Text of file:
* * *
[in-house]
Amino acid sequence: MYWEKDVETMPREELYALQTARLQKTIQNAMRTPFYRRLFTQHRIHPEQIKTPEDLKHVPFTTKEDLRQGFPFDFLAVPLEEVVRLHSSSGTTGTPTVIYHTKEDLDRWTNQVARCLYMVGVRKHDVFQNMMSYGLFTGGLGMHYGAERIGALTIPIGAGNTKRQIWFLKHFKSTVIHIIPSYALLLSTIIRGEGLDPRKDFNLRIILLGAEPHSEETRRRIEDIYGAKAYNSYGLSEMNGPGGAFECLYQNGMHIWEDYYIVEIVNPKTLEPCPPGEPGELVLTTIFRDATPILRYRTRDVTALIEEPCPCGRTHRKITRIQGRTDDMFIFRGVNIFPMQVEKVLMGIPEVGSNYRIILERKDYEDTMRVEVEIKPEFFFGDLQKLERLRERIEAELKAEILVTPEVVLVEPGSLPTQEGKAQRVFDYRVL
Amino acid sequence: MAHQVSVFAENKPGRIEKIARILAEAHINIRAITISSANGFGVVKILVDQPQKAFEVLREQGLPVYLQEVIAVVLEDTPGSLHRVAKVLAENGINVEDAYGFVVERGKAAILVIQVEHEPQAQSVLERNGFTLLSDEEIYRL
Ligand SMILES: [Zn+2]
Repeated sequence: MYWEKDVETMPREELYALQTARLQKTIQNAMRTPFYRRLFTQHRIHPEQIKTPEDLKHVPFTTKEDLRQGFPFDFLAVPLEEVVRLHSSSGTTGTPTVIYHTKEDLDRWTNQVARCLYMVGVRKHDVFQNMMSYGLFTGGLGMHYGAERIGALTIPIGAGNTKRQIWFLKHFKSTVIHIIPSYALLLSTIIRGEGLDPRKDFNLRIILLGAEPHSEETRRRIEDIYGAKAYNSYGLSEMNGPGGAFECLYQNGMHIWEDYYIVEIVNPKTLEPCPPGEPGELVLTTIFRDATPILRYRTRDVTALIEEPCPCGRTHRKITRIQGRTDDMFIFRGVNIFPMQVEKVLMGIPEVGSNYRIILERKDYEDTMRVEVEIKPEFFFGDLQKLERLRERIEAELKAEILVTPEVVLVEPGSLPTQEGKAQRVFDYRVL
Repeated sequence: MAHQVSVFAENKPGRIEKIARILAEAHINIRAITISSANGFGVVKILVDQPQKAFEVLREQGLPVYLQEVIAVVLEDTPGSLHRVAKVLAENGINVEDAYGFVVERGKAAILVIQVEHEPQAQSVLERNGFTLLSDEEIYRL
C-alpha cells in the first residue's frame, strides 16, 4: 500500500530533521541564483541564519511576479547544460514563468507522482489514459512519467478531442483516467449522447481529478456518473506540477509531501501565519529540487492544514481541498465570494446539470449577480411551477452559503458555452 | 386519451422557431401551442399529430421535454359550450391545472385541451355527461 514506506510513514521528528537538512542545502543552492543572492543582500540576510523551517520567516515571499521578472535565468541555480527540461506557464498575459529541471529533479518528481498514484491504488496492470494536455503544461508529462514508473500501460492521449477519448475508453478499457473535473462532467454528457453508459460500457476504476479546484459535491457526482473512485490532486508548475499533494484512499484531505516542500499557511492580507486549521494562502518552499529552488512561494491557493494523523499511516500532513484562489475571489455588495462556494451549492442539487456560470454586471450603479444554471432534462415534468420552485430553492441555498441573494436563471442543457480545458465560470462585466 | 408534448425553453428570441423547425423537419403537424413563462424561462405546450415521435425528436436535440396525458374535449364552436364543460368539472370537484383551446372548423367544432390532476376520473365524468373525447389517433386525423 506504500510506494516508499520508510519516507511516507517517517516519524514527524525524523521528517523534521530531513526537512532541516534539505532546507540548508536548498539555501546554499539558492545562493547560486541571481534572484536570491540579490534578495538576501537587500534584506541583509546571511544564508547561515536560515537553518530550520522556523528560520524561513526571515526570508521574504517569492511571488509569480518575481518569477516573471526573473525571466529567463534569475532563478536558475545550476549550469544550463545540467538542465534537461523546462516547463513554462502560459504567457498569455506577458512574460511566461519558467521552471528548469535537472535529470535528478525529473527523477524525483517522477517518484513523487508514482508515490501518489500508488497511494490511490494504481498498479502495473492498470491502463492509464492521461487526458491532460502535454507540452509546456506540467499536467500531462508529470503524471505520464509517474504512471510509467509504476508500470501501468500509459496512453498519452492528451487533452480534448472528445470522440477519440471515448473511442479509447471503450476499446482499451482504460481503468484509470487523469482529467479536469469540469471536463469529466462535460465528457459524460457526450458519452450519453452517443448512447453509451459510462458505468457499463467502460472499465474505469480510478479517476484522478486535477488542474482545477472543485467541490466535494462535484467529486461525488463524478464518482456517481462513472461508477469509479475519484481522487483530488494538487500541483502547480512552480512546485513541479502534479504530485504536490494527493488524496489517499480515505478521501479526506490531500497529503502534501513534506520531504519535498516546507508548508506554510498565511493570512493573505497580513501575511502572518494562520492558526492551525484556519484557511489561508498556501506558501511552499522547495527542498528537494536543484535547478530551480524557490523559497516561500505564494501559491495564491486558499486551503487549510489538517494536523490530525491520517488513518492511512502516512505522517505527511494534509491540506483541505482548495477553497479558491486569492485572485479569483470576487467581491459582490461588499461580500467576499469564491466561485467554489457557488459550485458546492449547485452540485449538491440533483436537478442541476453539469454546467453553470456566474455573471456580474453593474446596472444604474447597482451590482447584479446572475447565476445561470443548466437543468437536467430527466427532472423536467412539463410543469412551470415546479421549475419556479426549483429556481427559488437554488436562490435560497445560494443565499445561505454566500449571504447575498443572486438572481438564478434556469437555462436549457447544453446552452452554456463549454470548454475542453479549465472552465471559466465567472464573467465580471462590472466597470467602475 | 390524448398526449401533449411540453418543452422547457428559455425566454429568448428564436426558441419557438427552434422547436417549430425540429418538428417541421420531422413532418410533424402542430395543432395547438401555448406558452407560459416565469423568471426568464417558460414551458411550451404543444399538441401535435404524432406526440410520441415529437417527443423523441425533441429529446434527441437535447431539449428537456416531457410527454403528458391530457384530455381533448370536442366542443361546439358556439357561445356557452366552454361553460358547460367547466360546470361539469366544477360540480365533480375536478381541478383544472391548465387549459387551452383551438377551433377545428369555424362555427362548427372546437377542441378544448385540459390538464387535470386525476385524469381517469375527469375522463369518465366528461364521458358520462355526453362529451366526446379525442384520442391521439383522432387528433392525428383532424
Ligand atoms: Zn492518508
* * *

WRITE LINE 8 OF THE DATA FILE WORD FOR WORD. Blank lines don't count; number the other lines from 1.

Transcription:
Ligand atoms: Zn492518508